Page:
The concept of Life Drama was originally inspired by Dr. Robert Butler’s (1967, 1975), who mentions that life review is a major task of aging, an imperative for older people who often feel their lives have been meaningless. This philosophy can be found these days with the youth of the present generation who are at risk.
Intergenerational Life Drama is an interesting approach while working with these two population groups. One type of enactment that is often enjoyed is that of those who are in a group with a similar sub-cultural or ethnic makeup, because they can talk about the foods, the music, the sub-cultural heroes, legends, the old country, the traditions, superstitions, jokes, and other elements that make for the richness of a cultural identity (Wilder, 2006).
Inspired by the works of Rosalyn Wilder, an expert in drama with elders, creative drama, and intergenerational theatre, a workshop was offered in a local Resource Centre where an intergeneration group of elders and youth participated in an improvisations based on a approach which is similar to the Biblio drama.
In this workshop where current social issues with a historical background were explored, participants choose improvisation based on a shared cultural text–the Asian version of Aesop’s Fables-The Panchatantra Tales.
The Elders and the youth engaged in dialogues over the efficacy of presenting such stories in present times where both the groups reached a consensus that social and moral values are fading away slowly from the fabric of the modern society. The elders who are often in a care giving role in these youths’ life found a channel where open communication and moral dialogues had the opportunity to cross fertilize and germinate into creative works of arts. The bulk of the work was working from a theme, weaving in the group member’s life stories, and having a composite general enactment emerge as a modified improvisational process. Deciding to work in their separate demographic group, the elders decided to write a script and stick to the originality of the story structure, character and ambiance of the selected fable. The younger generation on the other hand, decided to change the endings, used improvisation, props and incorporated their present life stories within the broader context of the fables. Along the way the group also toyed with the idea of changing the moral to make it more realistic and update date within their current social context. Drugs, violence, parent-youth conflict topics were interspersed throughout the improvisation.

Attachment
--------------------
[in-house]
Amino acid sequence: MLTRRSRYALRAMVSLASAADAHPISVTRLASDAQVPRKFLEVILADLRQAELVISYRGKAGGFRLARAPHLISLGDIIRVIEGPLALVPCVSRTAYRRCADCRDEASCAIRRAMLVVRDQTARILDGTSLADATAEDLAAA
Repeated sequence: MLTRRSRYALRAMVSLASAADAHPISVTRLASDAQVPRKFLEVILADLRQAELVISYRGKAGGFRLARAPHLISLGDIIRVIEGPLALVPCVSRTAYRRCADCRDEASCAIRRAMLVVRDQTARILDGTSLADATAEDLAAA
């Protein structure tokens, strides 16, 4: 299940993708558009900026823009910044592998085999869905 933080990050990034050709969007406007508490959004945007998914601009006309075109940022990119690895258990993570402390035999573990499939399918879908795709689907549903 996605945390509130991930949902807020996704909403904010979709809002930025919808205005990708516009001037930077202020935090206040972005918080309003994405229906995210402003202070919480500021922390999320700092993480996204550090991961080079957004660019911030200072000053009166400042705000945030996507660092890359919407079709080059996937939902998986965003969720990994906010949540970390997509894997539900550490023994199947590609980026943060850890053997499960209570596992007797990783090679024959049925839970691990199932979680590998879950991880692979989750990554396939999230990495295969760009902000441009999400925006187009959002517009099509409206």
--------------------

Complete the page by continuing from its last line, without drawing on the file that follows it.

It was interesting to see the two perspectives of one fable and the improvisations created a definite paradigm shift in attitudes of both the groups. Suddenly there was mutual respect and better understanding between them; the dialogues were not so much oppositional. The workshop also provided opportunity for some of the participants at risk to seek youth counselling along with their elder caregivers to further their personal growth and development.
*The views expressed by our authors are personal opinions and do not necessarily reflect the views of the CCPA